Ekadā (एकदा).—[eka + dā], adv. 1. Once, [Rājataraṅgiṇī] 5, 249. 2. Sometimes, [Pañcatantra] iii. [distich] 60.Source: Cologne Digital Sanskrit Dictionaries: Cappeller Sanskrit-English Dictionary
Ekadā (एकदा).—[adverb] at once, at the same time, sometimes, at a certain time = once upon a time.Source: Cologne Digital Sanskrit Dictionaries: Monier-Williams Sanskrit-English Dictionary
1) Ekadā (एकदा):—[from eka] ind. at the same time, at once, [Sāhitya-darpaṇa]
2) [v.s. ...] sometimes, once, one time, some time ago, [Mahābhārata; Pañcatantra; Hitopadeśa etc.]Source: Cologne Digital Sanskrit Dictionaries: Yates Sanskrit-English Dictionary
1) Ekada (एकद):—ind. In one place, together.
2) Ekadā (एकदा):—[eka-dā] ind. At the same time.
[Sanskrit to German]
Sanskrit, also spelled संस्कृतम् (saṃskṛtam), is an ancient language of India commonly seen as the grandmother of the Indo-European language family (even English!). Closely allied with Prakrit and Pali, Sanskrit is more exhaustive in both grammar and terms and has the most extensive collection of literature in the world, greatly surpassing its sister-languages Greek and Latin.
Hindi dictionarySource: DDSA: A practical Hindi-English dictionary
Ekaḍa (एकड):—(nf) an acre.
See also (Relevant definitions)
Starts with (+74): Ekadada, Ekadakathi, Ekadala, Ekadaladhanya, Ekadalasasya, Ekadam, Ekadam-kanaphatya-namva-padanem, Ekadama, Ekadamdi, Ekadamsaniya, Ekadamshtra, Ekadamshtrardita, Ekadanca, Ekadanda, Ekadandin, Ekadandisamnyasavidhi, Ekadanem, Ekadanta, Ekadantaganesha, Ekadantastotra.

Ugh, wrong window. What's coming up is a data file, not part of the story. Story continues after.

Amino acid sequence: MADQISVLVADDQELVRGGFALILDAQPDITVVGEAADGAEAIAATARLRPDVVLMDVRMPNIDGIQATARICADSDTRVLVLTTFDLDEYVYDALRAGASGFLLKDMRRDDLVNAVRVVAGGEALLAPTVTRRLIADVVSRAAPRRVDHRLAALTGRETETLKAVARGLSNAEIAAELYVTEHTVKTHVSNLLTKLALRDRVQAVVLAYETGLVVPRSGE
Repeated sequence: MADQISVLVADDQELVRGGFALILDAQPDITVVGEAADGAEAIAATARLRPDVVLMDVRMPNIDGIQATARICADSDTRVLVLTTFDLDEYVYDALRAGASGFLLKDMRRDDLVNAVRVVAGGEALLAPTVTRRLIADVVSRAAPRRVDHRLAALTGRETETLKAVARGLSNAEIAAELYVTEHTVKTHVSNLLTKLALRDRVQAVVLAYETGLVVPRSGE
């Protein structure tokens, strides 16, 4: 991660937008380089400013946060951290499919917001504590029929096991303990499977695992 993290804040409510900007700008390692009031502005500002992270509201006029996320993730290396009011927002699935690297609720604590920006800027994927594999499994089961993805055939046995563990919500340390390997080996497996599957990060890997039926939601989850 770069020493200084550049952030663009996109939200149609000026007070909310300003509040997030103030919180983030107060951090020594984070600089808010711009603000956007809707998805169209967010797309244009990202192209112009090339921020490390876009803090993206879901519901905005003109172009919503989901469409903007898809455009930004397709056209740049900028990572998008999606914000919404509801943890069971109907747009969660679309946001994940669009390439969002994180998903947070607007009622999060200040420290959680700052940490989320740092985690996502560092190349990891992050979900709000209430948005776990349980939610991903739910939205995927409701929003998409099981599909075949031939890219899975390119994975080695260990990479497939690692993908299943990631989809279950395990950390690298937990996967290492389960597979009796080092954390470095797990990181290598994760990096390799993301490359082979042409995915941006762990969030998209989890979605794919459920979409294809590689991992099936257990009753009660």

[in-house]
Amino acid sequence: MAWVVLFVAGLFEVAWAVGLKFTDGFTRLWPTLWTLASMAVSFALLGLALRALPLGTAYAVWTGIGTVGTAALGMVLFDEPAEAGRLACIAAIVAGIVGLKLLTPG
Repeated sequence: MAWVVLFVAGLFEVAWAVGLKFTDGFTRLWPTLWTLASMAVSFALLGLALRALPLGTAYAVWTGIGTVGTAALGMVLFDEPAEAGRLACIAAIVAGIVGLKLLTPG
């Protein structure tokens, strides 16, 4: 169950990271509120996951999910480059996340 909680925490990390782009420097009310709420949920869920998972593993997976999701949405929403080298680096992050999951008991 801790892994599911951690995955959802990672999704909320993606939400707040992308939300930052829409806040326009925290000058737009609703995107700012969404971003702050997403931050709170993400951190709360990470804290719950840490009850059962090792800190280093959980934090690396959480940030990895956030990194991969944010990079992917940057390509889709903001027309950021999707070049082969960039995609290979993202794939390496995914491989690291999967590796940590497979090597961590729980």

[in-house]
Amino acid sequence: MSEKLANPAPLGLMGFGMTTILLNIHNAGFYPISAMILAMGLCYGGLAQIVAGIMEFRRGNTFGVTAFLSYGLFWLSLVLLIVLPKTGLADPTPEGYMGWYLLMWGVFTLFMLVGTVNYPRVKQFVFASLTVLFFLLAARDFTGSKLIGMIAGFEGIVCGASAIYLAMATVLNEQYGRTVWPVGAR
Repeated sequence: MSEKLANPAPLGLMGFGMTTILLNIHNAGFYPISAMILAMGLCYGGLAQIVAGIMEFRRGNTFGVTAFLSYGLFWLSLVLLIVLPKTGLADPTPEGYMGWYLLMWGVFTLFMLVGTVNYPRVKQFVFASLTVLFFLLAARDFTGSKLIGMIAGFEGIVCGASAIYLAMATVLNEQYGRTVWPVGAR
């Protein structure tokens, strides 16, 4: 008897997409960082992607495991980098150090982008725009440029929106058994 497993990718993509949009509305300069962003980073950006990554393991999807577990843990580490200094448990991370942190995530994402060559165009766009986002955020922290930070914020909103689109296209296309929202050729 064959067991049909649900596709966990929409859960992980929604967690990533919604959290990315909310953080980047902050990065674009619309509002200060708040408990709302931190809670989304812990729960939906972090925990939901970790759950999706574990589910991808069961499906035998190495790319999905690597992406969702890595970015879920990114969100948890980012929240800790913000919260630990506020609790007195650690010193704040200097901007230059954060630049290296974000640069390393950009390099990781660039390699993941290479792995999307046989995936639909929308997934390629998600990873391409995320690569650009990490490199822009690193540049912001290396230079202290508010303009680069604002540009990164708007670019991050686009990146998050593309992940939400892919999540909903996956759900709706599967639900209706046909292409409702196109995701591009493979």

Full-text (+9): Konaghata, Appekada, Panamangala, Marunadhumakuna, Marunakutuna, Marunamutakuna, Samghatati, Grihopakarana, Svarishikari, Da, Ekadanca, Angavalana, Polanem, Grihadasi, Vakyatva, Goshthika, Kanaphata-Tya-Ti-Di, Nikrita, Jitraba, Hatanirala.
Search found 9 books and stories containing Ekada, Ekadā, Ēkaḍā, Ekaḍā, Ēkadā, Ēkāḍa, Ekāḍa, Ēkāda, Ekāda, Ēkādā, Ekādā, Eka-da, Eka-dā, Ekaḍa; (plurals include: Ekadas, Ekadās, Ēkaḍās, Ekaḍās, Ēkadās, Ēkāḍas, Ekāḍas, Ēkādas, Ekādas, Ēkādās, Ekādās, das, dās, Ekaḍas). You can also click to the full overview containing English textual excerpts. Below are direct links for the most relevant articles:
Brihad Bhagavatamrita (commentary) (by Śrī Śrīmad Bhaktivedānta Nārāyana Gosvāmī Mahārāja)
Verse 2.2.157 < [Chapter 2 - Jñāna (knowledge)]
Verse 2.1.83 < [Chapter 1 - Vairāgya (renunciation)]
Verse 1.1.24-25 < [Chapter 1 - Bhauma (the earthly plane)]
The Tattvasangraha [with commentary] (by Ganganatha Jha)
Bhakti-rasamrta-sindhu (by Śrīla Rūpa Gosvāmī)
Maha Prajnaparamita Sastra (by Gelongma Karma Migme Chödrön)
Part 3 - Patience in regard to the Buddhadharma < [Chapter XXV - Patience Toward the Dharma]
Part 4 - Conditioned dharmas cannot have the three marks (lakṣaṇa) < [Chapter I - Explanation of Arguments]
Emptiness 1-3: Inner, Outer and both Inner and Outer < [Chapter XLVIII - The Eighteen Emptinesses]
The Bhagavata Purana (by G. V. Tagare)
Chapter 1 - Dialogue between Sūta and Śaunaka in the Naimiśa forest < [Book 1 - First Skandha]